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FollowUp BlogReporting the hustle

How to build a blogging and SEO strategy to sell your online product

When a prospective customer is looking for a new product or service, the first place they check is Google.

That’s why search engine optimization (SEO) is so important to running any business with an online component.

Here’s how it works:

A user enters a query. Google sorts through its options, finds the nearest match to what it thinks users want and delivers them on the search engine results page (SERP).

Any ads are displayed first. After that, the “organic” results are displayed. If your page doesn’t land in the first five organic options, you lose 67.70% of users.

Which means the stronger your SEO is, the better your chances of winning those coveted first five positions and getting users to your products.

In this guide, we’ll walk through some best practices and time-tested tips to help you juice SEO and get higher traffic.

Put On Your SEO Hat Before Writing Blog Posts

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Writing blog posts is one of the most effective ways to build SEO juice for your brand.

This is true for one stupidly, simple reason: blog posts are composed of words. The more relevant, useful words you have around different topics, the more fodder you’re giving Google’s algorithm to index.

According to one study, simply having a blog increases your visibility to search engines by a whopping 434%.

The more visible your website is to Google, the more leads you expose your business to—and ultimately convert.

Even though blogging is a proven driver of SEO, you can’t blindly post about just anything. You have to write posts deliberately around organic search.

That’s because only 7% of potential visitors will scroll past the first page result from Google.

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If you’re not carefully monitoring your SEO, you could lose as much as 93% of potential visitors simply because they never saw you in the first place. Your content will languish, unseen, on the second, third, or fourth pages.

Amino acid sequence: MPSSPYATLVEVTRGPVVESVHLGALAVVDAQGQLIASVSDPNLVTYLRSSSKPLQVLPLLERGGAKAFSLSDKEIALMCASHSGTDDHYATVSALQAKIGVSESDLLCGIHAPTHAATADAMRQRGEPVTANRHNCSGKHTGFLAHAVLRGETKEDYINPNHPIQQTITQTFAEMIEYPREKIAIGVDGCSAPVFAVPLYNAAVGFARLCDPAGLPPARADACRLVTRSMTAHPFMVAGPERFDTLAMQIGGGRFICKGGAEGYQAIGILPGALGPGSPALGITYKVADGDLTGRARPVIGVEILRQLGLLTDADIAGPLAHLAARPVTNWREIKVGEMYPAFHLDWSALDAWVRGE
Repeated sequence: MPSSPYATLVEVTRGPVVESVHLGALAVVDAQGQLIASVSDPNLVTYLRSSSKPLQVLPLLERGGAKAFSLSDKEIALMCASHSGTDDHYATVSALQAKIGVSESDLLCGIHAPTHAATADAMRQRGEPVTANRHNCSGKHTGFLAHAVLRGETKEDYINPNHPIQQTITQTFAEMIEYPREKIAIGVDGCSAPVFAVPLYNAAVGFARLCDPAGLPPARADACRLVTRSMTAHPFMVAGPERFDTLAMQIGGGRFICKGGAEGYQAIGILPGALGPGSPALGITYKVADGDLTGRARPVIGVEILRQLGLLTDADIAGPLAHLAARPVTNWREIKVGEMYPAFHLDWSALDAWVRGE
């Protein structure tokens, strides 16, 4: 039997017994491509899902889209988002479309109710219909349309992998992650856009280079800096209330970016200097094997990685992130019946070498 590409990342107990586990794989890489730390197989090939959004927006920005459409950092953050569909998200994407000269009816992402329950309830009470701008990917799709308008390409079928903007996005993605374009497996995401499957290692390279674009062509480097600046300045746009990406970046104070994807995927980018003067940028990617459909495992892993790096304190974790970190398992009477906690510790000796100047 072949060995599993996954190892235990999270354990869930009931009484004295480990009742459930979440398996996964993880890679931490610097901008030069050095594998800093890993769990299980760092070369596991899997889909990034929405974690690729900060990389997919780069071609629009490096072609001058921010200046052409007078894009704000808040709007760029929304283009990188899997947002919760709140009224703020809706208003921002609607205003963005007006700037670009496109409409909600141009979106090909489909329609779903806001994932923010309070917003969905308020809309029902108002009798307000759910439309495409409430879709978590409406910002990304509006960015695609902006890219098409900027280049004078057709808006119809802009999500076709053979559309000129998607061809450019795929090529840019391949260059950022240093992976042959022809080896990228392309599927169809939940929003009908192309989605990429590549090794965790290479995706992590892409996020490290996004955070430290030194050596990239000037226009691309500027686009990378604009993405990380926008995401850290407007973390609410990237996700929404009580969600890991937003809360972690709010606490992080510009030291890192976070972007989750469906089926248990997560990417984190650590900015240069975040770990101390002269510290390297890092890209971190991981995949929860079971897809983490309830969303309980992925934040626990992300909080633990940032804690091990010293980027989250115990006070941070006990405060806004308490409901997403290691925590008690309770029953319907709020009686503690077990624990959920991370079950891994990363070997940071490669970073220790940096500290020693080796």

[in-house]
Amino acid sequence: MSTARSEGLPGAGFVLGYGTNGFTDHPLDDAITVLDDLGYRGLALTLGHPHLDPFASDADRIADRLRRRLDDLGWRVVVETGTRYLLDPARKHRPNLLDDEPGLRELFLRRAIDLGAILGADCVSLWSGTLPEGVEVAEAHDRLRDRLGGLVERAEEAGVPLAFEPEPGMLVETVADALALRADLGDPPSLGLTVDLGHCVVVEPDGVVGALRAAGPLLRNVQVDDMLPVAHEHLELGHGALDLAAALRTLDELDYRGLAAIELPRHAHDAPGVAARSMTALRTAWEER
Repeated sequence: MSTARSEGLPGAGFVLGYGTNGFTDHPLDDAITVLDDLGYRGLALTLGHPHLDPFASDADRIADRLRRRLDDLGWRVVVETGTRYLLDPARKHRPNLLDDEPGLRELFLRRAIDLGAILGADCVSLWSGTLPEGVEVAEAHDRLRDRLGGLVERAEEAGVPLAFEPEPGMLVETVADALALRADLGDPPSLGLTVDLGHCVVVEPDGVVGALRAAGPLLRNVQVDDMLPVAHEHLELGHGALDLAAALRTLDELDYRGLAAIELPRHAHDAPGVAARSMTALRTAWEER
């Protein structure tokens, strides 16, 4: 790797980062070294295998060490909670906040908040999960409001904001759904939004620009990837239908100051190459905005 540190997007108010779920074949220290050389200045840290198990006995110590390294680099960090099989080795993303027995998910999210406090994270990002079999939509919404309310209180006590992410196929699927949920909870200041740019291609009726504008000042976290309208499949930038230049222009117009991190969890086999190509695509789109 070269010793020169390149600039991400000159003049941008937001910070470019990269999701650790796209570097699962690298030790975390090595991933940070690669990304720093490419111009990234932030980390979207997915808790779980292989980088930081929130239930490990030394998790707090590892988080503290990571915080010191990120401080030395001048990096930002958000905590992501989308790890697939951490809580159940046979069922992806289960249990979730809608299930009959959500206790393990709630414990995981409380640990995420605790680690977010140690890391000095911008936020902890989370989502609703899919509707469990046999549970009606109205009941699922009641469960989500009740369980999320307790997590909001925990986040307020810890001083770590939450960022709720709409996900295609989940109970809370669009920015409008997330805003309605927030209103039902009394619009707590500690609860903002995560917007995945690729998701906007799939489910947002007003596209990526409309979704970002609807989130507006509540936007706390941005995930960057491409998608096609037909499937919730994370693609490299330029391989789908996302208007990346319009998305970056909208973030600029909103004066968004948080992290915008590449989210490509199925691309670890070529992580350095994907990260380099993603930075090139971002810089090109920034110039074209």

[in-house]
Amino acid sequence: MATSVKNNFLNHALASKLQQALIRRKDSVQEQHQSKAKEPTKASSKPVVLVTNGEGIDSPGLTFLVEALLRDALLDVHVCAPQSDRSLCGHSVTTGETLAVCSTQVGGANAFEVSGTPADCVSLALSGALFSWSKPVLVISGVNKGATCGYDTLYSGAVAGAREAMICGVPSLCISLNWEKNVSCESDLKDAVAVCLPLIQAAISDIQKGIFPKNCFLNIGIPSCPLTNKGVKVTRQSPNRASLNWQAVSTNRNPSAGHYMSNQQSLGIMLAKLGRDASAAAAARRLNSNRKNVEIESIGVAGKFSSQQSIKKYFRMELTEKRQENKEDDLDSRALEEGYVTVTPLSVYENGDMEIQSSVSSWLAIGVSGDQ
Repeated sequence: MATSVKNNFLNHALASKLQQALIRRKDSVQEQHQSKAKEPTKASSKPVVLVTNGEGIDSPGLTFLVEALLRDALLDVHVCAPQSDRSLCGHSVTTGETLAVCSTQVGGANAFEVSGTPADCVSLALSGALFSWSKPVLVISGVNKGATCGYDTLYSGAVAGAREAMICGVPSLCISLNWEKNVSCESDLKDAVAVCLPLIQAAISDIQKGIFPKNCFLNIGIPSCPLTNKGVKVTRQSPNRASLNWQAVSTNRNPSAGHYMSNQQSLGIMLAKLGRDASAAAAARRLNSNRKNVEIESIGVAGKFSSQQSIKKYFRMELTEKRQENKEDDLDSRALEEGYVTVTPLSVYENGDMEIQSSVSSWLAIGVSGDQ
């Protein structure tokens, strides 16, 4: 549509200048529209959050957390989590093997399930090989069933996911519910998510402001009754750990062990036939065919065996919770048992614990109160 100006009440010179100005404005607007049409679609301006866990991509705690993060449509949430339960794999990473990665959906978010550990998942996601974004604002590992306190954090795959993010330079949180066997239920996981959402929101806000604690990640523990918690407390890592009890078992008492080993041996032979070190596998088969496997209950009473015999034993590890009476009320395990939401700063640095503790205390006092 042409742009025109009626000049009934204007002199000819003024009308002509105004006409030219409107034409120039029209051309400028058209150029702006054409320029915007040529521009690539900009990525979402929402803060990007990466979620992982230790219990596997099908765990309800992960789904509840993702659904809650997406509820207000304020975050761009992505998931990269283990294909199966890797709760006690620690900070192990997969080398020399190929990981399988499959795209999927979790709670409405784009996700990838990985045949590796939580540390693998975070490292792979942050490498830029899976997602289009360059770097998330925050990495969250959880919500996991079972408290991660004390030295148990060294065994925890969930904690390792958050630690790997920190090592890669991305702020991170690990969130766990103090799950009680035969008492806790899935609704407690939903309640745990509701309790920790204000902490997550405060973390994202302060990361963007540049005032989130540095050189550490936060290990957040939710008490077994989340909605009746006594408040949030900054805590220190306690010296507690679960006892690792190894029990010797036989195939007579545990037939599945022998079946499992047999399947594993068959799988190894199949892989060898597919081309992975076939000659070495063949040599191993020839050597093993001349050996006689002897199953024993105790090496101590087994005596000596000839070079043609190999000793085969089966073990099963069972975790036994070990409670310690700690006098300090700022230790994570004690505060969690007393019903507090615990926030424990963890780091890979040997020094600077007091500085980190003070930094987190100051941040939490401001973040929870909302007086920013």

By taking the right approach to SEO, you can build more exposure for your business and set the gears in motion for sustainable organic search traffic—just follow these steps.

1. Monitor SEO Technicalities

There are three aspects of SEO that you should be paying attention to.

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The technical side isn’t the most interesting, but it’s important to start with it. This covers a lot of low-hanging fruit that can give your website a much needed SEO boost.

Start by answering these questions:

  • How quickly does your website load?
  • Has the search engine indexed your website structure?
  • Is your website encrypted with HTTPS? Podia storefronts come with a free SSL certificate so it’s always secure, but many CMS require you to activate this manually.

These questions play an important role in determining your site rank, and it’s pretty easy to enable them on your website.

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If you’re using one of the most popular website builders, such as WordPress, Squarespace, Joomla, or Wix, most of these issues will be taken care of automatically.

Otherwise, we’ll walk you through some tools that will help you make sure your SEO issues are covered. Each helps give you some tips for fixing any issues, but you may want to consult a web developer for any significant changes.

Check SEO Health with SiteCheckUp


To start, head over to SEO SiteCheckUp.


Once you sign-up for an account, all you have to do is navigate to the dashboard, click the “SEO Checkup” option, and enter your website’s URL. Wait a few minutes while the tool analyzes your website.